Drake's debut album Thank Me Later is a time capsule full of gems. Released in 2010, the release marked a time when the Canadian rapper still had so much to prove. But instead of being crushed by the weight of this, a young Aubrey Graham rose to the challenge. Propelling him to superstardom, Thank Me Later is brimming with heavyweight features, impressive production credits and a Drake that is decidedly young, fresh and at times even shaky on his feet. Even his voice sounds lighter and sharper, and throughout the record, you can hear him still working out how to manipulate his lilt into the smooth, mellifluous instrument we are all too familiar with today.
To celebrate the record's 10th anniversary, we're delving into the triumphs of Thank Me Later and why it still holds up today.
1. Thank Me Later perfectly encapsulates the beginnings of new-gen pop-rap
Drake released Thank Me Later following his 2009 breakout mixtape, So Far Gone. Not only did his debut studio album not get as much attention as the tape but it also received flak for leaning into pop melodies and textures. Though, it's clear that Drake was already pioneering a new chapter of rap that blurred the lines of genre.
2. Over is timeless
Celebratory trap fan-favourite, Over is a meditation on fame underscored by the iconic opening line: "I know way too many people here right now that I didn't know last year, who the fuck are y'all?" Whirring string sections make this flagrantly fun track a classic club hit that has everyone acting up.
3. Superstar production created the standout track, Show Me a Good Time
Written and produced by hip hop royalty No I.D. as well as Kanye West and Jeff Bhasker, who collaborated with West on 808s & Heartbreak as well as Watch The Throne, Show Me A Good Time is in and of itself a masterpiece.
4. It takes us back to a time when when Drake and Nicki Minaj still collaborated
Every era of Drake has its embellishments, but what we miss the most is Nicki and Drake making music together. Listening to Up All Night, a gritty party track that saw the rappers bragging about being young and at the top of their game is like being transported back in time.
5. We love cynical, forlorn Drake but Find Your Love epitomizes his youthful optimism
This song was designed for those in love looking for something to play on repeat.
6. Miss Me feat. Lil Wayne
Drake's nascent flow lends itself perfectly to the cymbal-heavy trap beats that are littered throughout Thank Me Later. And none more so than on Miss Me where he joins mentor, Lil Wayne who throws down a few classic likes like, "Yes, I am Weezy but I ain't asthmatic."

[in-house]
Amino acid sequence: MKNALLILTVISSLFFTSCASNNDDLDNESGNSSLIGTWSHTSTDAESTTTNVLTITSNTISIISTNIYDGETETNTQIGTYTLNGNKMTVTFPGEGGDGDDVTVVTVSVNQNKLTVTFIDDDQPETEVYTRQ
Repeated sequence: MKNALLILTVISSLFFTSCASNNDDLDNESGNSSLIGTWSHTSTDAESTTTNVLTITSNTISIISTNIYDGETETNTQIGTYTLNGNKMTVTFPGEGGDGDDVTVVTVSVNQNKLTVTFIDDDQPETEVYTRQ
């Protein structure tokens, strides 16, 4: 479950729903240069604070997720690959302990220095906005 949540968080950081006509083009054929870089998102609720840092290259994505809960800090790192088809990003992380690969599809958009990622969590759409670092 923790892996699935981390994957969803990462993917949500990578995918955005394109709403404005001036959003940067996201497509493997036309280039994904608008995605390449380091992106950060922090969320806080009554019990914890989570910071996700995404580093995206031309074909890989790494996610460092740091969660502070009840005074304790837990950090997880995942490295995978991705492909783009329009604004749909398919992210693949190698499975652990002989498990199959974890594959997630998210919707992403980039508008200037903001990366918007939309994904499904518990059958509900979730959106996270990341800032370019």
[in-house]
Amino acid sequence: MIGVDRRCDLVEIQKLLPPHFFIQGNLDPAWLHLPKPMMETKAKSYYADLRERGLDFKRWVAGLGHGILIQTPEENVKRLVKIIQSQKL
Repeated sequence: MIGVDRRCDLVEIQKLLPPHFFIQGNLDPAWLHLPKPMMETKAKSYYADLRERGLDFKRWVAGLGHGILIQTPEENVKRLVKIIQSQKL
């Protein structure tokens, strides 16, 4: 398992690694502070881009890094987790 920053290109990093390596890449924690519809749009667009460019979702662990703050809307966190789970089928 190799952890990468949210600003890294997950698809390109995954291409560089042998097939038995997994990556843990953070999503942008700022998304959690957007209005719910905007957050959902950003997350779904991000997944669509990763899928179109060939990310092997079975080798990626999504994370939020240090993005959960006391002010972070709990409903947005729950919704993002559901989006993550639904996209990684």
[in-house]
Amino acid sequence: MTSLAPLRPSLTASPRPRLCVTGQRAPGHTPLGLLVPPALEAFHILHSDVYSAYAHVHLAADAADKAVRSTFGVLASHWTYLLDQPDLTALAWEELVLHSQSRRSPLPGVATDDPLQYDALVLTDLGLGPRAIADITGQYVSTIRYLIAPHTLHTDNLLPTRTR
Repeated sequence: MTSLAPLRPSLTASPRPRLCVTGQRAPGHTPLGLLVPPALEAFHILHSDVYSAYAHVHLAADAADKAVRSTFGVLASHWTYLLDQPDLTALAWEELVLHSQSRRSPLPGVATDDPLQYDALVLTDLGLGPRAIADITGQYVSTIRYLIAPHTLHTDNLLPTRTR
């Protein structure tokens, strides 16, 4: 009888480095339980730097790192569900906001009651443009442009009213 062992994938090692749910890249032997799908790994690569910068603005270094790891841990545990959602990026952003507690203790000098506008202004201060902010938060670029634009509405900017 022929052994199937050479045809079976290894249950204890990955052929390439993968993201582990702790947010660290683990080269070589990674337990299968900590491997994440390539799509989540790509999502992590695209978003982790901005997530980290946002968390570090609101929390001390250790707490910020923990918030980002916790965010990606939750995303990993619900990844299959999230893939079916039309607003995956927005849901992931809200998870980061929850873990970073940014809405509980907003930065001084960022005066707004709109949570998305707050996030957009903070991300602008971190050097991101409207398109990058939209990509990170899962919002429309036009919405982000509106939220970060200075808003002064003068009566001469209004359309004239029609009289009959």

7. The growing pains throughout the record feel like a backstage pass to a Drake we no longer have access too
Thank Me Later isn't by any means perfect. There are moments on the record that feel distinctly disparate with the Drake we know today and worlds away from the glossy productions we've come to expect from the megastar. Though, it's in these lowkey moments that we see glimpses of the raw ambition of a young rapper with something to prove. To know that everything works out - even better than this, young Drake could have even imagined - makes the journey of Thank Me Later all the more exciting.
8. It's incredible to see how far 40 has come over the last decade
It isn't just Drake that has grown up over the last ten years. Noah James Shebib, better known as 40, has been by the rapper's side since the beginning. Their synergy has created some of the biggest hits in rap history, but to take a step back in time and experience 40's early production is a treat.
9. Drake proved that rappers could be vulnerable and successful
At just 23-years-old, Drake threw rap a curveball with his vulnerability. Inspired by the likes of West, the success of songs like The Resistance hinged on its confessional aspects. From guilt trips and lamenting not calling his grandma to being afraid of the breadth of his dreams, Drake lays it all out and with this, inspired not only a new generation of fans but a new guard of artists.
10. The album laid out the blueprint for what it meant to be a hybrid rapper that sings, raps, and creates pop
It's hard to remember a time when artists didn't interpolate rapping with singing. Drake pioneered this movement with his ubiquitous sing-song flow. Today, we see a new generation of rappers that emulating the Canadian rapper's style— and for that, we're thankful.